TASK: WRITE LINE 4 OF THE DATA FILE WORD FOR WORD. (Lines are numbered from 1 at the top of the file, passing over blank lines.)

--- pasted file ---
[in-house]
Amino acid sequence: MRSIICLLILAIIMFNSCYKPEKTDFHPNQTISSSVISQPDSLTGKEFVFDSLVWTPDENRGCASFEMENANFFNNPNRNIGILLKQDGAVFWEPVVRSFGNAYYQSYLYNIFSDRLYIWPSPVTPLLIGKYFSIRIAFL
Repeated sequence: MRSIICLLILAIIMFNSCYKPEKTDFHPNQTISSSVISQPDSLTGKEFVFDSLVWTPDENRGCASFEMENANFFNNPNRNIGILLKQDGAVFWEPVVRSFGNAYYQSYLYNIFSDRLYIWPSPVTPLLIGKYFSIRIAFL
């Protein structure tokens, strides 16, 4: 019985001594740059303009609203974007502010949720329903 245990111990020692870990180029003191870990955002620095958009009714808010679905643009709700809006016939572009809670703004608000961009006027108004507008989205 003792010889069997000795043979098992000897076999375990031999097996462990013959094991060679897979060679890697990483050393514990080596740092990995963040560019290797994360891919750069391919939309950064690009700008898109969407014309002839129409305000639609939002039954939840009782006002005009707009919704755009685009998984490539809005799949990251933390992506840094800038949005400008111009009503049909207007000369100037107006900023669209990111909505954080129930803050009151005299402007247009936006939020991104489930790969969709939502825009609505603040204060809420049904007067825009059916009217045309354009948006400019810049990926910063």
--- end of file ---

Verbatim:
């Protein structure tokens, strides 16, 4: 019985001594740059303009609203974007502010949720329903 245990111990020692870990180029003191870990955002620095958009009714808010679905643009709700809006016939572009809670703004608000961009006027108004507008989205 003792010889069997000795043979098992000897076999375990031999097996462990013959094991060679897979060679890697990483050393514990080596740092990995963040560019290797994360891919750069391919939309950064690009700008898109969407014309002839129409305000639609939002039954939840009782006002005009707009919704755009685009998984490539809005799949990251933390992506840094800038949005400008111009009503049909207007000369100037107006900023669209990111909505954080129930803050009151005299402007247009936006939020991104489930790969969709939502825009609505603040204060809420049904007067825009059916009217045309354009948006400019810049990926910063």